Nutritionally: we need to prioritize protein.  Protein contains the necessary amino acids for building muscle, organ, bone, hormones, and enzymes needed throughout the body.  If you’re active (and you should be), at a minimum aim to consume about 1.6g per kilogram of ideal body weight. This would be about 110g of protein per day for a person whose ideal weight is 150 lbs.  If you’re doing intensive exercise or resistance training, you may need even more.  Here is a quick reference table to determine a good target for your protein consumption:

Under 5’4″90g105g
5’4″ to 5’7″100g110g
5’8″ to 5’10”110g120g
5’11” to 6’2″120g130g
Over 6’2″130g140g
Eating a low carb diet can help you burn more fat by reducing blood sugar levels, insulin levels, and boosting your body’s ability to burn fat. Research has shown that low carb eating can reduce body fat composition faster than low fat eating.  In one study, the low carb group lost 22.8% of their abdominal fat compared to the low fat group who only lost 1% on average.  The greatest results were in those who reduced their carbohydrate intake to less than 50g total per day. If you’d like to learn more about eating a healthy low carb diet, schedule a free consultation with me.  If you’re on any medications or have any diagnosed health conditions, there are some caveats we need to consider before implementing this style of eating.

In the best case scenario, you’ll lose body fat while maintaining or even adding lean tissue (primarily muscle, though as you build muscle you can also increase bone mass).  Even maintaining your muscle will help you maintain bone mass.  

So we’ve talked now about protein and carbohydrates, the last remaining macronutrient is fat.  Don’t be afraid of fat!  We NEED fat for brain health, hormones, vitamin and nutrient absorption, and energy.  However, we don’t need to intentionally LOAD up on fat.  Just be sure to use healthy sources of fat and add it for satiety and flavor.  Coconut products (full fat milk in the can, oil, MCT oil), olives, olive oil, avocado, avocado oil, quality animal fats (butter, ghee, dairy, and fatty meats and seafood).  These are all great sources of healthy fat that you can prioritize implementing into your daily life with each meal.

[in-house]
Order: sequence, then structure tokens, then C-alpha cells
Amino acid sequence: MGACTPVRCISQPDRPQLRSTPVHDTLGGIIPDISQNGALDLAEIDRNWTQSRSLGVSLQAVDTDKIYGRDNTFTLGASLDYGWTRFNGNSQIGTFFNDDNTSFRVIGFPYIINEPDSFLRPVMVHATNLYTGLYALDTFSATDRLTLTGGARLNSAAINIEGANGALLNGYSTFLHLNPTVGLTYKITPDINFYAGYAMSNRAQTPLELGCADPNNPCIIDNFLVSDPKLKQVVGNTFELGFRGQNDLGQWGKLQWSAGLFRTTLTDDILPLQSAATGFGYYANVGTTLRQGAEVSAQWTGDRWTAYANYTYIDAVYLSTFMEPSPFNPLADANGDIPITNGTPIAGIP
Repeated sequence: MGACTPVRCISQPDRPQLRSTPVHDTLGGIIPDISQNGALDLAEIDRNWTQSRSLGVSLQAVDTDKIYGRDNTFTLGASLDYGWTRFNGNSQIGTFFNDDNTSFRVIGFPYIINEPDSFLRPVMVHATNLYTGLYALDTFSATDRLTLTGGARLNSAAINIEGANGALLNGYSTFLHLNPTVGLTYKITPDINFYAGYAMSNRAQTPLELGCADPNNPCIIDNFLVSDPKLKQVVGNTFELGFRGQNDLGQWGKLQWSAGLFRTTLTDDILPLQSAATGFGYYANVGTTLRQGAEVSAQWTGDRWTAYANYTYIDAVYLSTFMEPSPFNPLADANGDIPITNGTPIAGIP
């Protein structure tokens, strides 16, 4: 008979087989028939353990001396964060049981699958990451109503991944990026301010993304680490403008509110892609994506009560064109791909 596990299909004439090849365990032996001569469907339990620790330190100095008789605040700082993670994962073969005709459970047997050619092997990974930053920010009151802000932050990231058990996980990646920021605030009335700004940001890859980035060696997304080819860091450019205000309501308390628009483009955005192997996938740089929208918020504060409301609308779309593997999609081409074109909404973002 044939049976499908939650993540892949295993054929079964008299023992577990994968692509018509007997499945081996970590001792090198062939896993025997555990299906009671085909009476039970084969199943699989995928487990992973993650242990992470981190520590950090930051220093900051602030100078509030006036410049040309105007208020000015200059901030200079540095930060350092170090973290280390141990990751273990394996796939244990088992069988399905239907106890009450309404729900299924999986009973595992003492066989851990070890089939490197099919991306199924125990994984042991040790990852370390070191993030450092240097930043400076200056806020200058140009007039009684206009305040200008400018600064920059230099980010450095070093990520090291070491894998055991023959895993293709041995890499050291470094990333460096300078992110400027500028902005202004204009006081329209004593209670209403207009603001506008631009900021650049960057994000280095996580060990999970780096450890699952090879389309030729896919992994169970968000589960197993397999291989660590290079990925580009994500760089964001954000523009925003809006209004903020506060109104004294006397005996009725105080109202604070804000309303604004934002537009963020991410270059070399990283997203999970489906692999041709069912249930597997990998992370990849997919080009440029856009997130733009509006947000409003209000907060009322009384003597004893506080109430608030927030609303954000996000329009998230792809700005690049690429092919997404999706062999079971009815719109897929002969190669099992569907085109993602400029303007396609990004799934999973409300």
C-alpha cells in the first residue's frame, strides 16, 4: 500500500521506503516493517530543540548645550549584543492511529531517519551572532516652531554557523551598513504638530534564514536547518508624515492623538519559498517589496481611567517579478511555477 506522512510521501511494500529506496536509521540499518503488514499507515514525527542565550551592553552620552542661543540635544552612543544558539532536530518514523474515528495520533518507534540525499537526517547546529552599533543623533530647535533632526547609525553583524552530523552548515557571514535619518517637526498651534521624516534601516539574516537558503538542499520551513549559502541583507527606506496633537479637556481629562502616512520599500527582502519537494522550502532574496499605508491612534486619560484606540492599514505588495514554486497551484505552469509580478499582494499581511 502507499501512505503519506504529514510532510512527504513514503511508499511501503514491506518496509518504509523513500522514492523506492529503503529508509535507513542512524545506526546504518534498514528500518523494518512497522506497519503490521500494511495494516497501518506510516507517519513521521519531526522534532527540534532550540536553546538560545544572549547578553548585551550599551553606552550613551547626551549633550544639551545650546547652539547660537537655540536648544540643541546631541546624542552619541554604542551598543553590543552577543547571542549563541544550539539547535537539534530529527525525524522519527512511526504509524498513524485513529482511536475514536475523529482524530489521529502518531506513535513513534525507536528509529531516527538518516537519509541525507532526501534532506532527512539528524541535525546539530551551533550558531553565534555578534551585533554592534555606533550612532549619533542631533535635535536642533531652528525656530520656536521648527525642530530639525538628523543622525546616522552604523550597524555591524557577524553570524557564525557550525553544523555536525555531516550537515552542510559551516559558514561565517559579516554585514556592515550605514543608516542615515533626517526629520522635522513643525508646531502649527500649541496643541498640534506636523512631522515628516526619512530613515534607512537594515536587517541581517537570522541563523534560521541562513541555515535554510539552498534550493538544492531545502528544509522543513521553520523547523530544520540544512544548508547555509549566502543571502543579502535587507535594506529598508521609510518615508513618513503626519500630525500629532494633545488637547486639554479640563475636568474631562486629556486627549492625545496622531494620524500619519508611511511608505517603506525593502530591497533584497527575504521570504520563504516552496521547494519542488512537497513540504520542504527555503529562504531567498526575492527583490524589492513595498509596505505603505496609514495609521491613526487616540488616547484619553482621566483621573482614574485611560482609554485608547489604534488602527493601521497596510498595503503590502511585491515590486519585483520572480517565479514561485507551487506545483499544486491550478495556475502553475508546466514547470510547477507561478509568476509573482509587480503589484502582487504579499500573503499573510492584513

Next up is exercise for body composition – resistance training is key to building and maintaining muscle mass and burning visceral fat.  You don’t have to hit the gym, pump heavy iron with body builders…but you do need to move your muscles against resistance – this could be lifting heavy objects, pulling or pushing against resistance, or by fighting gravity. Squats, pushups, wall pushups, wall sits, lifting weights, using resistance bands, walking up hills or stairs, planks, swimming, or even biking with resistance. 

We’re going for the muscle burn more so than the cardiovascular endurance. If you’re just getting started, go slow and be safe! Start small with body weight only work and slowly increase over time.  Don’t jump right in with an hour long heavy weight lifting session. You can also do a few minutes at a time a few times each day.  Don’t work the same muscle groups multiple days in a row.  Start with three days a week doing resistance training, then add active rest days in between – walking, yoga, pilates, biking, or interval training.